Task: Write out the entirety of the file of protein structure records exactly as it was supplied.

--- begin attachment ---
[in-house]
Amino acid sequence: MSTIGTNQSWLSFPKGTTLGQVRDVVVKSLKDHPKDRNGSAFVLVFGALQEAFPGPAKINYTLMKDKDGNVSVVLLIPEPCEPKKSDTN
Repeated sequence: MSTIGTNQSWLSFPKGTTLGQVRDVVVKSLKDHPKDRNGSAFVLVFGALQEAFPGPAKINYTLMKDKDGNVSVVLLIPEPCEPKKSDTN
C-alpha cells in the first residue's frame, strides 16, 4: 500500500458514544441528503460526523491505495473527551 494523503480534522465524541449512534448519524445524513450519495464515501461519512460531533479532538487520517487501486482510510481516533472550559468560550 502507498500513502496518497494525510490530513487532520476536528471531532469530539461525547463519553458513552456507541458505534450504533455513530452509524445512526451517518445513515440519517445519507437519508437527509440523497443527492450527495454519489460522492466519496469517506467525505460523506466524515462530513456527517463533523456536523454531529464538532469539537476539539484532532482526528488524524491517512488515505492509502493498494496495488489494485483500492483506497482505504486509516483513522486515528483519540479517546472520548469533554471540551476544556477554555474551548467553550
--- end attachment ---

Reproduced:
[in-house]
Amino acid sequence: MSTIGTNQSWLSFPKGTTLGQVRDVVVKSLKDHPKDRNGSAFVLVFGALQEAFPGPAKINYTLMKDKDGNVSVVLLIPEPCEPKKSDTN
Repeated sequence: MSTIGTNQSWLSFPKGTTLGQVRDVVVKSLKDHPKDRNGSAFVLVFGALQEAFPGPAKINYTLMKDKDGNVSVVLLIPEPCEPKKSDTN
C-alpha cells in the first residue's frame, strides 16, 4: 500500500458514544441528503460526523491505495473527551 494523503480534522465524541449512534448519524445524513450519495464515501461519512460531533479532538487520517487501486482510510481516533472550559468560550 502507498500513502496518497494525510490530513487532520476536528471531532469530539461525547463519553458513552456507541458505534450504533455513530452509524445512526451517518445513515440519517445519507437519508437527509440523497443527492450527495454519489460522492466519496469517506467525505460523506466524515462530513456527517463533523456536523454531529464538532469539537476539539484532532482526528488524524491517512488515505492509502493498494496495488489494485483500492483506497482505504486509516483513522486515528483519540479517546472520548469533554471540551476544556477554555474551548467553550